Joe Biden may be the 46th president of the United States, but Donald Trump remains in office until January 20.
In the dying days of the Trump presidency, political pundits are warning that things could get weird.
In one last chaotic push Mr Trump could gift himself legal immunity, fire leading officials he doesn’t like, and worst-case scenario, launch a nuclear war.
It’s unlikely that Mr Trump will vacate the office in a quiet, dignified manner, and what he does with his last remaining days in office is already raising concerns.
US election analyst and Australian National University professor Wesley Widmaier told The New Daily President Trump could do three major things to disrupt his final days in office: Pardon himself or his friends, stop COVID-19 rescue packages, and use his position as commander-in-chief to escalate international tensions.
Firstly, what he can do is pardon anyone, including himself, for federal crimes,” Professor Widmaier said.
Mr Trump has previously asserted on Twitter that he has the “absolute right to PARDON myself.”
Mr Trump could also pre-emptively pardon his allies who appear to be under federal investigation, including Rudy Giuliani, Professor Widmaier said.
“He’ll probably pardon Rudy Giuliani if he’s under indictment. It’s a pre-emptive pardon … and they can be broad,” he said.
It wouldn’t be the first time – both Bill Clinton and George HW Bush caused controversies by issuing pardons in the last days before they left office, Professor Widmaier explained.
“There is supposed to be a process, but both Clinton and Bush got in trouble for pardoning people,” he said.
Mr Clinton was prolific – to the point where nearly one-third of all presidential pardons he granted were handed down on his final day in office.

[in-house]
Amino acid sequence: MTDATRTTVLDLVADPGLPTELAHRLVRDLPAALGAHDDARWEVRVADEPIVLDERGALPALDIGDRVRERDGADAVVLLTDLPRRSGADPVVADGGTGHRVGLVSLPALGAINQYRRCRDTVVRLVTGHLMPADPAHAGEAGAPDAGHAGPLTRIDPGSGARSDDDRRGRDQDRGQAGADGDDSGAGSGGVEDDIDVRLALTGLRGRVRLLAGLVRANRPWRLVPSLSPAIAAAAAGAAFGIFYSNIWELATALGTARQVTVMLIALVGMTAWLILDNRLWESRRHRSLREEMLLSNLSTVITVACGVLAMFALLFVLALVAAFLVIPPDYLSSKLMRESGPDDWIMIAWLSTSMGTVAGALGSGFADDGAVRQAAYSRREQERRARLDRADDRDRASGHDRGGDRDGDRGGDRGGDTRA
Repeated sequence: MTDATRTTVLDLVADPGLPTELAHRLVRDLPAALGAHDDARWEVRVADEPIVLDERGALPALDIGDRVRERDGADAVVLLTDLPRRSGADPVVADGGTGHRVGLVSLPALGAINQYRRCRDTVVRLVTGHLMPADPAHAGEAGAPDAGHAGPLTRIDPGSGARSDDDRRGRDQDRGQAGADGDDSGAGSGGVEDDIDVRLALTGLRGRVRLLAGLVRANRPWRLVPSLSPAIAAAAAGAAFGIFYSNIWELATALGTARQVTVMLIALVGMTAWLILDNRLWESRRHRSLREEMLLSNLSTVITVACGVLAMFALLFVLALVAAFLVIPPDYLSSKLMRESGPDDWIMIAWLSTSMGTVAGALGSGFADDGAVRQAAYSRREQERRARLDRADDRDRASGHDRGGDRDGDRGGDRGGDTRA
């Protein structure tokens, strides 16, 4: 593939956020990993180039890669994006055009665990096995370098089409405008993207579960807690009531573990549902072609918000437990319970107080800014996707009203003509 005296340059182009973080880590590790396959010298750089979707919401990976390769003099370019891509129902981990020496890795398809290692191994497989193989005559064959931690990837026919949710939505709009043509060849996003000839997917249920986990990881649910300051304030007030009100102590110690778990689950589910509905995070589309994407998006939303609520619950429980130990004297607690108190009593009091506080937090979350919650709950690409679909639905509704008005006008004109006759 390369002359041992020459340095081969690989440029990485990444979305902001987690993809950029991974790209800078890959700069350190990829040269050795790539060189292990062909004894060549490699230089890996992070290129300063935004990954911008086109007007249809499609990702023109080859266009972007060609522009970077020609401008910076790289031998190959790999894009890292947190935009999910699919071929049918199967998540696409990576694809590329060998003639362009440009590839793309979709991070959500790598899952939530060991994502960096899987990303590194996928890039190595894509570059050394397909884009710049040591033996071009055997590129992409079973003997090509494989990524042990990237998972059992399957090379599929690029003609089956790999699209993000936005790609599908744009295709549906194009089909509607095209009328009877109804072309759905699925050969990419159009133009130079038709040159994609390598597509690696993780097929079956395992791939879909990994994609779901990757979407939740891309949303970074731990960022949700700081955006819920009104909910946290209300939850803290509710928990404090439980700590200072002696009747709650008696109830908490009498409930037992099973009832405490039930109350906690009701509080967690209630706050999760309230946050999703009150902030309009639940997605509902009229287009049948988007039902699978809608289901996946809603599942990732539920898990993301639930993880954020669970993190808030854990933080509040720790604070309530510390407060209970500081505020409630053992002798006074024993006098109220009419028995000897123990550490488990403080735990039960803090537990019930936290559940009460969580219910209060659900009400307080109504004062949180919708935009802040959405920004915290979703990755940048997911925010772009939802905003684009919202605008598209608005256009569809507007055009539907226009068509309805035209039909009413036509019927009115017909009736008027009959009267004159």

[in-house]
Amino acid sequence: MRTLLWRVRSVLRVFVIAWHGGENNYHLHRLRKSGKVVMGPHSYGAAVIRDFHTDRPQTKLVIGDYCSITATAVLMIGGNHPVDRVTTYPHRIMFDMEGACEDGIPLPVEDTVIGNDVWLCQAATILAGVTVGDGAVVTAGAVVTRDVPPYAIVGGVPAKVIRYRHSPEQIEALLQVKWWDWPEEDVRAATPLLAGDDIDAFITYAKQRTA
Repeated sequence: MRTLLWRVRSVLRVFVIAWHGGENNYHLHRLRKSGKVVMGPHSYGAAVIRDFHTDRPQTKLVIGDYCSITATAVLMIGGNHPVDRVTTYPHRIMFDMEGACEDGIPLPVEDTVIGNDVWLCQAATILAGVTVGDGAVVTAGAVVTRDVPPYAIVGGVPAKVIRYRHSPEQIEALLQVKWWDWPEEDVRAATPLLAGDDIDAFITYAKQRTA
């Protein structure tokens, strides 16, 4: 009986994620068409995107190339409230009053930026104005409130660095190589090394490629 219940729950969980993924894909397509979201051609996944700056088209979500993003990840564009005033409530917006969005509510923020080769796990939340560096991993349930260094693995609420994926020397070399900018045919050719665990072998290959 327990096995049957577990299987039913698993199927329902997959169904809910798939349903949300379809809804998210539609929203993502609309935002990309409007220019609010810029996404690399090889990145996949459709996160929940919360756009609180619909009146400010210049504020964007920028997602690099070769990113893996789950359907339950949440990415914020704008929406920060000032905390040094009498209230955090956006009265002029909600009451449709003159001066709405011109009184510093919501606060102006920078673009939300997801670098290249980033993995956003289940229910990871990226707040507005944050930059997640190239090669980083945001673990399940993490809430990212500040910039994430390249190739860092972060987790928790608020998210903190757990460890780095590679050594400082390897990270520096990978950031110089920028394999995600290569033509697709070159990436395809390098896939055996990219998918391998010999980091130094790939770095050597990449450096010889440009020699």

The affair became known as ‘pardongate’.
President Bush Sr also courted controversy – taking the unpopular decision to pardon six officials behind the Iran-Contra affair – a political scandal from the Reagan era where the government illegally sold firearms to Iran and used the money to fund a right-wing rebel group in Nicaragua.
In theory, Mr Trump could use his last days in office to launch a military strike, including full-scale nuclear war, or covert actions against other countries.
Although presidents have traditionally put international escalations on ice for the next administration to deal with, it has not been altogether unprecedented, Professor Widmaier said.
“A good example of this going bad is with George HW Bush in Somalia. He ramped up his administration’s commitment to what they thought was a humanitarian crisis and it ended up going wrong – a year later it turned into a civil war,” he said.
Months later, when two US Black Hawk helicopters were shot down and 18 Americans were killed in the crash and ensuing firefights, there was international condemnation of the US intervention.
“That’s the kind of thing that can happen in lame duck sessions,” Professor Widmaier said.
However, while “the president is the commander in chief” that “doesn’t mean they can do whatever they want”, he said.
“People can drag their feet.”
For instance, President Richard Nixon’s defence secretary gave orders that if Mr Nixon wanted to launch an attack in his last days of office it needed to be checked with him, Professor Widmaier explained.
“They can say ‘yes, we’ll launch this attack but first we need to check if you’ve ordered the right tyres on the tanks’, for example.”
And lastly, a spiteful Mr Trump could hamper the nation’s ability to manage the pandemic by blocking economic support bills, Professor Widmaier said.
“Beyond that, there’s talk of a COVID rescue package. Maybe out of spite he wouldn’t sign it,” he said.
Mr Biden’s team will already be inheriting a pandemic crisis, and if Mr Trump chooses to spend his last days watching Fox News and tweeting, it will set them back further, Professor Widmaier said.
“They do need him to sign bills, in terms of COVID packages. So he could hamstring Biden’s administration.”